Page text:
Eat your pie medicine

Ok. I’m tired. That’s not why I’m writing. I was reading tonight, as usual, after coming home from class, and after I shut the book up for the night, I had a thought hit me, as it often does, in the bathroom.

I turned in my third weekly reading response paper today for my class on Margaret Atwood. I got the second one back in class. And it’s not the comments on the paper that made me think, but rather, the discussion during classtime, that I really don’t know what the hell I’m doing.

I have a confession to make. I don’t know how to read. That is, I’m not sure about what I am supposed to be doing with the knowledge I am consuming. I don’t know how to process these words, what they imply, or how I am supposed to be critical of them. And yet, here I am in graduate school, and I have to write responses every week for one class, talk critically about the writing of my peers in others, and dissect forms, rhymes, lines, and stanzas, too. I feel like I’m pretending to know what these poems and stories mean, how they fit into broad themes, but honestly, I don’t always pick up on the symbolism or the metaphors, the irony or whatever other rhetoric is at work. And worse, if I cannot identify these things in the pieces of literature I am reading and trying to absorb and learn something from, how can I hope to have the same things be affective in my own writing?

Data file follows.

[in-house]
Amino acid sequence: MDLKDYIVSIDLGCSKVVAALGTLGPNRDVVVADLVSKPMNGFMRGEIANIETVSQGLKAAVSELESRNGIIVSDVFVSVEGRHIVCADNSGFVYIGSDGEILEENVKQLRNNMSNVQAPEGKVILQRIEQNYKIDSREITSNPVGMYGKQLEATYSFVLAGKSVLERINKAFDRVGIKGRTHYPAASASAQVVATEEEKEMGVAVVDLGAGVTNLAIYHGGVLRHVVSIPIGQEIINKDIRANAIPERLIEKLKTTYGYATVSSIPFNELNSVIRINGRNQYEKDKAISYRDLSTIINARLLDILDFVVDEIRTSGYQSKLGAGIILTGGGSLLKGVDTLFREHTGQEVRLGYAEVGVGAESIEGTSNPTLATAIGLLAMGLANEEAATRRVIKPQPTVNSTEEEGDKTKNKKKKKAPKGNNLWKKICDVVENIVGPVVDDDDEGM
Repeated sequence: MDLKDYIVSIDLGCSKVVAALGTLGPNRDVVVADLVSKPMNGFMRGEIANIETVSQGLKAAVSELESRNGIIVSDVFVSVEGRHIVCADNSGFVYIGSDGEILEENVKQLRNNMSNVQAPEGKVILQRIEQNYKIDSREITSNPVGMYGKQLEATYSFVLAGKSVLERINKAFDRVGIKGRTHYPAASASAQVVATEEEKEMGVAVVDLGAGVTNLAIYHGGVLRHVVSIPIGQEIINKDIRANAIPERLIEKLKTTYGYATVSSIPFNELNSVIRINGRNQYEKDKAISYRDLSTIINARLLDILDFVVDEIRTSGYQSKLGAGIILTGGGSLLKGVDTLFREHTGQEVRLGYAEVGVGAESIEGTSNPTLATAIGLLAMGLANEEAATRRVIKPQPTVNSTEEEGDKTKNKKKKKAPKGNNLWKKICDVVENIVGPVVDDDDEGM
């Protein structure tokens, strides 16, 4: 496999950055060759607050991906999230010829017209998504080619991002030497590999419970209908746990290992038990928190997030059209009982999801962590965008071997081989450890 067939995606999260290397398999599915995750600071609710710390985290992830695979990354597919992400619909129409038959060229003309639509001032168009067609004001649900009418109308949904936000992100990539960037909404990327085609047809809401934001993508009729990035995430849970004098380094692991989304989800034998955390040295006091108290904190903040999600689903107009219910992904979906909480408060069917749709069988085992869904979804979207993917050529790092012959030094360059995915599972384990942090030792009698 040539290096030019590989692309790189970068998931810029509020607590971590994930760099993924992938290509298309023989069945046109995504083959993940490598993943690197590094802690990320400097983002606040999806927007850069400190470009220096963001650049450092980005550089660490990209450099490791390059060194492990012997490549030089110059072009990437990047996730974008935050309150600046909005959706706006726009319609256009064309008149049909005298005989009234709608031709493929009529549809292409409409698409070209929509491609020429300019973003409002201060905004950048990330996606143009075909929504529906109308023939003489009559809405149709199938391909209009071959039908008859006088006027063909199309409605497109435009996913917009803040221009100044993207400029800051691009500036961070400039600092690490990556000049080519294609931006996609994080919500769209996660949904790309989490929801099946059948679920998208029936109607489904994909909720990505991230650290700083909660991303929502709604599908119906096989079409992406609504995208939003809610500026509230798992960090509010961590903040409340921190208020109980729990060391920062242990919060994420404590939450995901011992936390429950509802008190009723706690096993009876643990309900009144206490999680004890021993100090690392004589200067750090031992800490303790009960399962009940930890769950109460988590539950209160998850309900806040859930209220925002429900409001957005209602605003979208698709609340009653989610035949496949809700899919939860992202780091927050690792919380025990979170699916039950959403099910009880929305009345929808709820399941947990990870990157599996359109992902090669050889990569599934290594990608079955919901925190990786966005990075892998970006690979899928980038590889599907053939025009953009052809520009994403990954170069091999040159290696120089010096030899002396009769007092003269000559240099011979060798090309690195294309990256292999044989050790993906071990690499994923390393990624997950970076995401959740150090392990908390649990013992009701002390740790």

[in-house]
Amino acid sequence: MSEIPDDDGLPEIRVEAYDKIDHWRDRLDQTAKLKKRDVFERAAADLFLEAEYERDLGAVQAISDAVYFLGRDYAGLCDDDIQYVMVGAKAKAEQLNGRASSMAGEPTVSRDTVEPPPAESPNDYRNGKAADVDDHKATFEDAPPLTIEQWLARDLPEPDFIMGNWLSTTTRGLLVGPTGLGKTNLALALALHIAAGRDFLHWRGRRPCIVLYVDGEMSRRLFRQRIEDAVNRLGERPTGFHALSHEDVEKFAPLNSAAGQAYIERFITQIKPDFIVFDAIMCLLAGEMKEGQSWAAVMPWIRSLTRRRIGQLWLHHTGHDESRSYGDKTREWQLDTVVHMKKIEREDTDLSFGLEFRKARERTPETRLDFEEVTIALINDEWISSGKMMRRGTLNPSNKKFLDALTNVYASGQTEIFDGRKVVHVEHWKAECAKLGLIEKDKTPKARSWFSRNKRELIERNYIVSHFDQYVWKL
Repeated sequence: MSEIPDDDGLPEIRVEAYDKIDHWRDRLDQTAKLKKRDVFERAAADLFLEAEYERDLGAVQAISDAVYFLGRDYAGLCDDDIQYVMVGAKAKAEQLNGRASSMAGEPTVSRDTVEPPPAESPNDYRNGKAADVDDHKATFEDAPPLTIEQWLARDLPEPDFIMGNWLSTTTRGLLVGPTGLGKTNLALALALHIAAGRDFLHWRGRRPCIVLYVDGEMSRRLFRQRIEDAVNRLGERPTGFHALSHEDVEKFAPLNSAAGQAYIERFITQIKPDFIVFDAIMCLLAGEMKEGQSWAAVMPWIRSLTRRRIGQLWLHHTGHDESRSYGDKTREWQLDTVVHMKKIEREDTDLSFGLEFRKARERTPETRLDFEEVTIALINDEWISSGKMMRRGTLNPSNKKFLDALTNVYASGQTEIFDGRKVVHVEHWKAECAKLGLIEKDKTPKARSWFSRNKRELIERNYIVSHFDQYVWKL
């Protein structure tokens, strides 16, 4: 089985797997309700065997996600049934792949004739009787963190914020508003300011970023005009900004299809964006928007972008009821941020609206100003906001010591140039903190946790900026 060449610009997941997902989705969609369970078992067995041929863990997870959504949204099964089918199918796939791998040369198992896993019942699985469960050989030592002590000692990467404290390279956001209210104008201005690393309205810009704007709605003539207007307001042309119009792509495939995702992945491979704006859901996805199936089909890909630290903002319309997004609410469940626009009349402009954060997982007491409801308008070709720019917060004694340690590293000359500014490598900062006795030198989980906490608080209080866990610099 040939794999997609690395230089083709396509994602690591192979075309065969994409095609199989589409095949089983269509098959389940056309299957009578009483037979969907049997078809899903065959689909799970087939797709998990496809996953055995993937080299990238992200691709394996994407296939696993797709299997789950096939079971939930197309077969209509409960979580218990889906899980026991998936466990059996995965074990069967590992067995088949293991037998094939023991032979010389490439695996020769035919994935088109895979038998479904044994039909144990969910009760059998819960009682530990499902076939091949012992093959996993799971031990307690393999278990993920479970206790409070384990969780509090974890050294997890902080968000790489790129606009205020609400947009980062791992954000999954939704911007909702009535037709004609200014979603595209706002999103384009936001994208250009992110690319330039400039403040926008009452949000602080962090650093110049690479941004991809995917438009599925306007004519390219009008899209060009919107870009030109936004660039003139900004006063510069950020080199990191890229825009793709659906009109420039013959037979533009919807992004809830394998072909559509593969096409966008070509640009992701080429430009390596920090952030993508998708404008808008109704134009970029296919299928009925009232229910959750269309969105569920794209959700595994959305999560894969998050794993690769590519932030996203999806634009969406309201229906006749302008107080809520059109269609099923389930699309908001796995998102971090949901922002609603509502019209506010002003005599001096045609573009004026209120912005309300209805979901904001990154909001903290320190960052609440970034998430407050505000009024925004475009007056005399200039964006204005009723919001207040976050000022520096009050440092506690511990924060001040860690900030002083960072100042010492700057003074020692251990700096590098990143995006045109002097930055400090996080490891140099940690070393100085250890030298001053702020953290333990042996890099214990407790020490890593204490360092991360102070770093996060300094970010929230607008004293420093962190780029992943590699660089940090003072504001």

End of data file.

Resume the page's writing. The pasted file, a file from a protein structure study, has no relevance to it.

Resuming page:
Is anyone else pretending? Or am I the only one? Some people tell me I’m intelligent enough for this kind of work. I rarely believe it. And never completely.

I guess I’ll need to learn to read, perhaps then, it will all come together. Perhaps my professors can help. I suppose that’s what they’re there for, after all. I’ll just need to gather the guts to go and ask them.

Advertisements

One thought on “Eat your pie medicine

  1. Jess says:

    You’re not alone! I’m only an undergraduate, but I do know what you mean. I read all sorts of stuff as a history and soc major, and sometimes I totally don’t get what I’m supposed to out of the reading until someone tells me. In college they expect you to be able to figure these things out, so when you can’t it’s weird. But I think this is pretty normal, at least among my peers. Perhaps most people don’t actually know. (Yes, I just stumbled onto your blog by clicking “next blog”)

Leave a Reply

Fill in your details below or click an icon to log in:

WordPress.com Logo

You are commenting using your WordPress.com account. Log Out / Change )

Twitter picture

You are commenting using your Twitter account. Log Out / Change )

Facebook photo

You are commenting using your Facebook account. Log Out / Change )

Google+ photo

You are commenting using your Google+ account. Log Out / Change )

Connecting to %s